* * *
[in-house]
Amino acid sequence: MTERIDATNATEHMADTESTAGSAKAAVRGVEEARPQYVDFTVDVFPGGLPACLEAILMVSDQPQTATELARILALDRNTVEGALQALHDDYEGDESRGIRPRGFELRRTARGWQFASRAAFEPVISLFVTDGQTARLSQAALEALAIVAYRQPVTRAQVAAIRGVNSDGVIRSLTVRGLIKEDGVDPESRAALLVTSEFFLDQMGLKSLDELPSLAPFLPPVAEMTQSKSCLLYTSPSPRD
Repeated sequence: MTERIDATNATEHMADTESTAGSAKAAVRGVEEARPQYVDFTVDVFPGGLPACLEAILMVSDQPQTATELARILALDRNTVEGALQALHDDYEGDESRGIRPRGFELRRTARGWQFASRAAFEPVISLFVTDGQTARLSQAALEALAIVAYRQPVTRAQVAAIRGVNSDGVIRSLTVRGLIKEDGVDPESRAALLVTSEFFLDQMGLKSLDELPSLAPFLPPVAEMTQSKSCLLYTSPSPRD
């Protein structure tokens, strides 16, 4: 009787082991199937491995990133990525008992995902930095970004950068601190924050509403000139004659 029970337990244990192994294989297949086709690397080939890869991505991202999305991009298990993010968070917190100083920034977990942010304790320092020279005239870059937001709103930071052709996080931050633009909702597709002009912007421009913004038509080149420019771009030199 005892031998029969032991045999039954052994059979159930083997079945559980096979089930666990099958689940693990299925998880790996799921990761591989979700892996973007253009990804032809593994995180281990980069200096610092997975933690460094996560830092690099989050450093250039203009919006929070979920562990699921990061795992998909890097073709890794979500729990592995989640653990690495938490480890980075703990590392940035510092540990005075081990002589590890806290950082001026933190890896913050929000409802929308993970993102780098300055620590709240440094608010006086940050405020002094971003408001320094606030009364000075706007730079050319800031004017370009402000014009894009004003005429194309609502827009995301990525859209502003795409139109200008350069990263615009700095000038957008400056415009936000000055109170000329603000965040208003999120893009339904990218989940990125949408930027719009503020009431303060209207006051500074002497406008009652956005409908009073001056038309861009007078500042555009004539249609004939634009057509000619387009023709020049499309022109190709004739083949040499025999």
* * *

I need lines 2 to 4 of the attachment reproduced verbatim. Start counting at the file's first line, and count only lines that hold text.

Amino acid sequence: MTERIDATNATEHMADTESTAGSAKAAVRGVEEARPQYVDFTVDVFPGGLPACLEAILMVSDQPQTATELARILALDRNTVEGALQALHDDYEGDESRGIRPRGFELRRTARGWQFASRAAFEPVISLFVTDGQTARLSQAALEALAIVAYRQPVTRAQVAAIRGVNSDGVIRSLTVRGLIKEDGVDPESRAALLVTSEFFLDQMGLKSLDELPSLAPFLPPVAEMTQSKSCLLYTSPSPRD
Repeated sequence: MTERIDATNATEHMADTESTAGSAKAAVRGVEEARPQYVDFTVDVFPGGLPACLEAILMVSDQPQTATELARILALDRNTVEGALQALHDDYEGDESRGIRPRGFELRRTARGWQFASRAAFEPVISLFVTDGQTARLSQAALEALAIVAYRQPVTRAQVAAIRGVNSDGVIRSLTVRGLIKEDGVDPESRAALLVTSEFFLDQMGLKSLDELPSLAPFLPPVAEMTQSKSCLLYTSPSPRD
């Protein structure tokens, strides 16, 4: 009787082991199937491995990133990525008992995902930095970004950068601190924050509403000139004659 029970337990244990192994294989297949086709690397080939890869991505991202999305991009298990993010968070917190100083920034977990942010304790320092020279005239870059937001709103930071052709996080931050633009909702597709002009912007421009913004038509080149420019771009030199 005892031998029969032991045999039954052994059979159930083997079945559980096979089930666990099958689940693990299925998880790996799921990761591989979700892996973007253009990804032809593994995180281990980069200096610092997975933690460094996560830092690099989050450093250039203009919006929070979920562990699921990061795992998909890097073709890794979500729990592995989640653990690495938490480890980075703990590392940035510092540990005075081990002589590890806290950082001026933190890896913050929000409802929308993970993102780098300055620590709240440094608010006086940050405020002094971003408001320094606030009364000075706007730079050319800031004017370009402000014009894009004003005429194309609502827009995301990525859209502003795409139109200008350069990263615009700095000038957008400056415009936000000055109170000329603000965040208003999120893009339904990218989940990125949408930027719009503020009431303060209207006051500074002497406008009652956005409908009073001056038309861009007078500042555009004539249609004939634009057509000619387009023709020049499309022109190709004739083949040499025999």